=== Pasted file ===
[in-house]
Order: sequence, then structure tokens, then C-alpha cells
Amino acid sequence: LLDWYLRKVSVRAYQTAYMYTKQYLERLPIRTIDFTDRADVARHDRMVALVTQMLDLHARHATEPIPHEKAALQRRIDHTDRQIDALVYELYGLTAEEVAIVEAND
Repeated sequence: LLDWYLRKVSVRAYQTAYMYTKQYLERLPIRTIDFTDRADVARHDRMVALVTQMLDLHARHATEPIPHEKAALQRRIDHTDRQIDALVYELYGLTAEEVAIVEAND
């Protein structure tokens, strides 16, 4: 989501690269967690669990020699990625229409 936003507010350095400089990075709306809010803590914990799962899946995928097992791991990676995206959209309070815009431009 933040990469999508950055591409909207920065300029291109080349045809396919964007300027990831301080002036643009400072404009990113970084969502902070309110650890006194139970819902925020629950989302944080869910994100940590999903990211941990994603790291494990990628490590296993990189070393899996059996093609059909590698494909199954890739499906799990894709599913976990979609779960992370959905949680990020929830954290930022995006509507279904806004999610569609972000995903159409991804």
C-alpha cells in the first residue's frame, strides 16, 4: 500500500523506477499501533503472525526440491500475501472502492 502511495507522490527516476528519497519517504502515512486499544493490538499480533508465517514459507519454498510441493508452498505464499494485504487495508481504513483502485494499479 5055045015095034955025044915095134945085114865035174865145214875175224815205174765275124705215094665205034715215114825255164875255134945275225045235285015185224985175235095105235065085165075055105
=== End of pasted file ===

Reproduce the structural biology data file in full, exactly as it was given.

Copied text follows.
[in-house]
Order: sequence, then structure tokens, then C-alpha cells
Amino acid sequence: LLDWYLRKVSVRAYQTAYMYTKQYLERLPIRTIDFTDRADVARHDRMVALVTQMLDLHARHATEPIPHEKAALQRRIDHTDRQIDALVYELYGLTAEEVAIVEAND
Repeated sequence: LLDWYLRKVSVRAYQTAYMYTKQYLERLPIRTIDFTDRADVARHDRMVALVTQMLDLHARHATEPIPHEKAALQRRIDHTDRQIDALVYELYGLTAEEVAIVEAND
């Protein structure tokens, strides 16, 4: 989501690269967690669990020699990625229409 936003507010350095400089990075709306809010803590914990799962899946995928097992791991990676995206959209309070815009431009 933040990469999508950055591409909207920065300029291109080349045809396919964007300027990831301080002036643009400072404009990113970084969502902070309110650890006194139970819902925020629950989302944080869910994100940590999903990211941990994603790291494990990628490590296993990189070393899996059996093609059909590698494909199954890739499906799990894709599913976990979609779960992370959905949680990020929830954290930022995006509507279904806004999610569609972000995903159409991804």
C-alpha cells in the first residue's frame, strides 16, 4: 500500500523506477499501533503472525526440491500475501472502492 502511495507522490527516476528519497519517504502515512486499544493490538499480533508465517514459507519454498510441493508452498505464499494485504487495508481504513483502485494499479 5055045015095034955025044915095134945085114865035174865145214875175224815205174765275124705215094665205034715215114825255164875255134945275225045235285015185224985175235095105235065085165075055105